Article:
- Drink prescribed organic Chinese herbal teas. This tea is designed to strengthen my immune system, aid my digestive system, and improve my energy. I highly recommend complementing traditional Western medicine with Eastern medicine.
- Take vitamins and Colace. The constipation struggle is real for those undergoing chemotherapy.
- Get ready. For an appointment with my oncologist, I like to wear business casual clothes and sparkly accessories that make me feel fierce and put together. (After the appointment and before my infusion of chemo drugs begins, I change into pajamas.)
- Hit the road. I’m very fortunate to have the support of my parents during this cancer fight, and my dad has consistently offered to drive and accompany me to the comprehensive cancer center in Los Angeles. Ask a loved one to drive you to your chemo destination or request a free ride!
- Listen to music. As much as I love NPR reporting and my books on Audible, music is the best way for me to get in the zone and ready for a chemo round.
- Text reminders to friends and family that I am undergoing another round of chemo. I ask for their prayers and positive thoughts. This is another major source of strength.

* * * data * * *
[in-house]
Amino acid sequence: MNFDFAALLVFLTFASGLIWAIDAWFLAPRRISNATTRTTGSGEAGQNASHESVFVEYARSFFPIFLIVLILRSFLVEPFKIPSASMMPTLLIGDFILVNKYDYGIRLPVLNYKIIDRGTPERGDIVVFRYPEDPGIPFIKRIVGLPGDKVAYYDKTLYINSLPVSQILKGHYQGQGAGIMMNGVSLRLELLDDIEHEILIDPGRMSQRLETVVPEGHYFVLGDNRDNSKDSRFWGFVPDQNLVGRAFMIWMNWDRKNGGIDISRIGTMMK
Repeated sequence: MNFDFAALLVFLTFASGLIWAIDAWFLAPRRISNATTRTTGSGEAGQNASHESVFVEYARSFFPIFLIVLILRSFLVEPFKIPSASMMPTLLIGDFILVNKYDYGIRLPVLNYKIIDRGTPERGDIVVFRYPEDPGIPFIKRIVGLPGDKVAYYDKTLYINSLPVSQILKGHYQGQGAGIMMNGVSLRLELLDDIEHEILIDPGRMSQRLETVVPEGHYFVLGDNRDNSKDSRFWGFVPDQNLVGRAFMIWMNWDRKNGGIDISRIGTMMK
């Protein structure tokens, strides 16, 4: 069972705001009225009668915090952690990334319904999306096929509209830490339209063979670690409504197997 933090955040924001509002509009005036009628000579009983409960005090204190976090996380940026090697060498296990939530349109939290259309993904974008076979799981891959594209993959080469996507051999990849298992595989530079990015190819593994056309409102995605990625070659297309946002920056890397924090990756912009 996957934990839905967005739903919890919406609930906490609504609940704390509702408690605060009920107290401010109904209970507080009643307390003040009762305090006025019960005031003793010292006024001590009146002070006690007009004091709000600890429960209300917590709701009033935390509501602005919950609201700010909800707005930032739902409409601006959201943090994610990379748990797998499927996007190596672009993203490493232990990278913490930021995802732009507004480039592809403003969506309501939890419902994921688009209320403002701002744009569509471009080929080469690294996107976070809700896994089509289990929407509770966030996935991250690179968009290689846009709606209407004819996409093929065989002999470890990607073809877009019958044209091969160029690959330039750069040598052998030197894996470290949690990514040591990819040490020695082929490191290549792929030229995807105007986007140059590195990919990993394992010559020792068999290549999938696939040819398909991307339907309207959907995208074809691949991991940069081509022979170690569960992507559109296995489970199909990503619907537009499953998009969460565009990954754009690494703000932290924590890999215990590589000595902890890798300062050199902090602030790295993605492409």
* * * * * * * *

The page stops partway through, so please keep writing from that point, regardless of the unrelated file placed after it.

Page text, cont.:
- Arrive. Complimentary valet for patients at the cancer center (how sweet).
- Meet with my oncologist. Ask questions I've written down the night before and report all chemo side effects experienced while my dad takes notes. As the patient, it’s easy to become overwhelmed by information and miss details. If possible, have a loved one join you for these appointments and ask her or him to take notes.
- Check in to the outpatient day hospital. Call dibs on one of the few private rooms. If your treatment is a long one like mine and private rooms are available, I recommend requesting one in advance.
- Wait. At check-in, I’m given a vibrating pager that looks like the kind you’d get from a greeter in the Cheesecake Factory.
- Try not to stare obsessively at the pager. As I wait, I read. One book that I’ve found to be especially rich with practical advice and humor is Kris Carr’s Crazy Sexy Cancer Tips.
- Buzz, buzz, buzz! The pager speaks! It’s go time!
- I change into my pjs, put on my Frida Kahlo socks, lay out a cozy blanket on the bed, arrange my books and laptop, and set up CD player (yep, that's right).
- Meet and get to know the nurse who will be administering the chemo round.
- Press play on that CD player. To help me remain calm, I listen to a guided imagery CD designed for patients undergoing chemotherapy. I recommend Dr. Martin Rossman’s book and CD set Fighting Cancer From Within.
- Intravenous infusion begins. The nurse starts the process by pricking me and setting up the IV. First up, a duo of an anti-nausea drug and sodium chloride used for hydration.